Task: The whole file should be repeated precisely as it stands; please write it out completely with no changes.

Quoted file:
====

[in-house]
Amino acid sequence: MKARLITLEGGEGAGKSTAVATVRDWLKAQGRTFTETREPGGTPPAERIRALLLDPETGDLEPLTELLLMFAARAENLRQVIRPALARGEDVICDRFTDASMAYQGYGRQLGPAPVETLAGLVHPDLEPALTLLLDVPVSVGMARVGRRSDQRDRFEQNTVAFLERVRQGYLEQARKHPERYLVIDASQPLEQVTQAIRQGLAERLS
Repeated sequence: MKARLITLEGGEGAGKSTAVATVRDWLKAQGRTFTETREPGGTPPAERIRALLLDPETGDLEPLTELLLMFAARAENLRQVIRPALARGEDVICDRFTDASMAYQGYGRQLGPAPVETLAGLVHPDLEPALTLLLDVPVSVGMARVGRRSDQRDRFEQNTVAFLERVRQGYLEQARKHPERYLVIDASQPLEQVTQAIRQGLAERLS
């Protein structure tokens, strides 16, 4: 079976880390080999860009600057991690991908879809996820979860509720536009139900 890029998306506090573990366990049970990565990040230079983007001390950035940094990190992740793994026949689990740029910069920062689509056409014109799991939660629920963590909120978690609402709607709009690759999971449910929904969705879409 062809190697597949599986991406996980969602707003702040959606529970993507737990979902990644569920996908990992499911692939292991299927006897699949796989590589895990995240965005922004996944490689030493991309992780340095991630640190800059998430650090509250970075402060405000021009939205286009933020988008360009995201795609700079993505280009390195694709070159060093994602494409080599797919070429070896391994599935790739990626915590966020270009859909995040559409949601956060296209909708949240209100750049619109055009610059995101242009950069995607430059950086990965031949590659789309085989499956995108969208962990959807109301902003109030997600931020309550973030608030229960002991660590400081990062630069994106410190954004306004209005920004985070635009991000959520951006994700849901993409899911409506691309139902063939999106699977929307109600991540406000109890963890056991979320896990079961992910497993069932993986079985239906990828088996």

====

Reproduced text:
[in-house]
Amino acid sequence: MKARLITLEGGEGAGKSTAVATVRDWLKAQGRTFTETREPGGTPPAERIRALLLDPETGDLEPLTELLLMFAARAENLRQVIRPALARGEDVICDRFTDASMAYQGYGRQLGPAPVETLAGLVHPDLEPALTLLLDVPVSVGMARVGRRSDQRDRFEQNTVAFLERVRQGYLEQARKHPERYLVIDASQPLEQVTQAIRQGLAERLS
Repeated sequence: MKARLITLEGGEGAGKSTAVATVRDWLKAQGRTFTETREPGGTPPAERIRALLLDPETGDLEPLTELLLMFAARAENLRQVIRPALARGEDVICDRFTDASMAYQGYGRQLGPAPVETLAGLVHPDLEPALTLLLDVPVSVGMARVGRRSDQRDRFEQNTVAFLERVRQGYLEQARKHPERYLVIDASQPLEQVTQAIRQGLAERLS
């Protein structure tokens, strides 16, 4: 079976880390080999860009600057991690991908879809996820979860509720536009139900 890029998306506090573990366990049970990565990040230079983007001390950035940094990190992740793994026949689990740029910069920062689509056409014109799991939660629920963590909120978690609402709607709009690759999971449910929904969705879409 062809190697597949599986991406996980969602707003702040959606529970993507737990979902990644569920996908990992499911692939292991299927006897699949796989590589895990995240965005922004996944490689030493991309992780340095991630640190800059998430650090509250970075402060405000021009939205286009933020988008360009995201795609700079993505280009390195694709070159060093994602494409080599797919070429070896391994599935790739990626915590966020270009859909995040559409949601956060296209909708949240209100750049619109055009610059995101242009950069995607430059950086990965031949590659789309085989499956995108969208962990959807109301902003109030997600931020309550973030608030229960002991660590400081990062630069994106410190954004306004209005920004985070635009991000959520951006994700849901993409899911409506691309139902063939999106699977929307109600991540406000109890963890056991979320896990079961992910497993069932993986079985239906990828088996």